AI algorithms and robots are starting to be used in more jobs previously thought to be unimprovable by automation. For a few decades, we’ve seen low-level, easily automatable jobs in factories getting upgraded with robotic machinery, but now, automation is starting to impact more skilled workers; for example, pharmacists are now finding innovative new ways to use automation, despite many elements of the job needing critical and abstract thinking once thought to be incapable of being replicated by a machine.
With all the new tech that looms on the near horizon, is it possible that your job could be replaced in the next 20 years?
The Big Picture
One study by McKinsey estimates that automation could kill 73 million jobs by 2030. That’s an enormous figure to consider, and because of its far-reaching effects, there’s no single industry that can consider itself exempt from this influence.
That said, many analysts believe the loss of these jobs may not be total losses. For example, if most of the elements of a job can be replaced with automation, the job could be considered replaceable with a machine. However, the person who previously held that job may be able to use the new automation tools to free themselves up to tackle bigger, more high-level tasks. Accordingly, we’d see an increase in productivity and a dramatic change to the types of jobs available, but the total number of employed or employable workers wouldn’t change much. This presents other problems, of course, but it’s not as simple as an outright loss of jobs due to automation.
In other words, very few people will need to be concerned that AI is coming to take their jobs away from them. Instead, AI is a tool that’s going to upgrade our jobs, making us more productive, and allowing us to focus on more skilled work.
Industries Currently Being Automated
Let’s consider that jobs could be improved—or at least complicated—by the rise of AI and automation. Which industries are most under this influence?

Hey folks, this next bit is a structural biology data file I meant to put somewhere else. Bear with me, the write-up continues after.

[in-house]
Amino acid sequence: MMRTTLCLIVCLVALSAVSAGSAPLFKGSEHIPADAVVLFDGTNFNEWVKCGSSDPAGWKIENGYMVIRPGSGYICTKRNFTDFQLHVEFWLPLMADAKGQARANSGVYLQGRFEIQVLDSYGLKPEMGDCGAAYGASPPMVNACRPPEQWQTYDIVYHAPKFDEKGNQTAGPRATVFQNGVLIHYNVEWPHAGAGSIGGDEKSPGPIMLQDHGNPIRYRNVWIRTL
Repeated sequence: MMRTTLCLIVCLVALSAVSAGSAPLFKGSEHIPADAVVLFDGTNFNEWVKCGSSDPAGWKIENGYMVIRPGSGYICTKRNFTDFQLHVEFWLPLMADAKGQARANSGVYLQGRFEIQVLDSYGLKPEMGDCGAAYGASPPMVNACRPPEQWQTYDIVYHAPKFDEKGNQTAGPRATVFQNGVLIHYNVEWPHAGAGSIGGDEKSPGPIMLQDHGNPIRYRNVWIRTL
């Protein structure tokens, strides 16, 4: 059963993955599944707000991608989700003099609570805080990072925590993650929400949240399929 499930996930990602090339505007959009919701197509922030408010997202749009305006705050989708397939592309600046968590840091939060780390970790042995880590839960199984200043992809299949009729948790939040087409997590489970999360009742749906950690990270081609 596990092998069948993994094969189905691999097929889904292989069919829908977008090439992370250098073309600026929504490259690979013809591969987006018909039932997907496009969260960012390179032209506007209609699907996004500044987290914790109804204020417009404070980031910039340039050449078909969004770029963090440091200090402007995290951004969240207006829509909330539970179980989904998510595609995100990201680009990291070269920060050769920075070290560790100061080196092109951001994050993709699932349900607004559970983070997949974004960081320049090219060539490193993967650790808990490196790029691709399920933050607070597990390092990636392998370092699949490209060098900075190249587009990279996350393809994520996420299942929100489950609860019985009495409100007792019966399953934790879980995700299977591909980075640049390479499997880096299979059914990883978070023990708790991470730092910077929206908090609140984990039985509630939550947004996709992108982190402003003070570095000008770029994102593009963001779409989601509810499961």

According to one study, some of the most AI-influenceable jobs include data entry, new accounts clerks, tax preparers, insurance underwriters, hand sewers, legal secretaries, and radio operators. Some of the least likely jobs to be replaced with automation include emergency management directors, healthcare social workers, occupational therapists, and choreographers. That’s quite a diversity of industries to consider.
We can also look to anecdotal examples to see how automation is pressuring certain industries. For example, AI is starting to improve the accounting industry—though instead of replacing or rendering jobs obsolete, it’s automating tedious tasks that take accountants away from more important responsibilities. And “robot journalists"—automated writing algorithms—are now writing hundreds to thousands of articles every year (though these are usually simple reports, like on weather or stocks).
Key Factors to Consider
So what is it about jobs vulnerable to automation that makes them vulnerable in the first place? In the industries under the greatest potential influence, and in industries where AI is already taking over, we can note the following qualities:
- Predictability. First, the tasks that are easiest to automate are predictable. They follow the same formula, with minimal changes from one scenario to another. For example, assembling a sandwich is always the same; it’s always bread, meat, cheese, then bread, in that order. Driving is much less predictable; rogue elements like erratic drivers, unexpected pedestrians, and foreign objects can confuse even a solid algorithm with suitable detection capabilities.
- Repetitiousness. Other easily automatable jobs are very repetitious. They involve the same sequence of steps, over and over, rather than requiring different responses and approaches in every scenario. For example, an assembly line of sandwiches is more repetitious than making custom sandwiches based on customer orders, and that’s more repetitious than inventing ideas for new types of sandwiches. Roles and responsibilities that require people to think creatively or come up with new ideas aren’t repeatable, and therefore aren’t easy to automate.
- Low interaction. Another major problem for automation and AI is mastering the art of human interaction. Some jobs require a degree of empathy and real conversation—like in healthcare and therapy. While tech researchers are working on improving the conversational capacities of robots, for the time being, jobs that require significant human interaction aren’t directly threatened by AI. Even when they are, there will likely be segments of the population who strongly prefer engaging with humans over machines.
How to Set Yourself Up for the Future
No matter which industry you’re in, or what your job is, automation and AI are likely to affect your job in at least some way. It’s in your best interest to take action now so you’ll be in the best position to roll with those new changes, and build an even more exciting career. Try adopting more high-level responsibilities that require more abstract thought, and familiarizing yourself with new tech in your industry. The more skills you have that aren’t easy to automate, and the more capable you are of using and directing automation tools, the better poised you’ll be to work in a world where AI and automation are commonplace.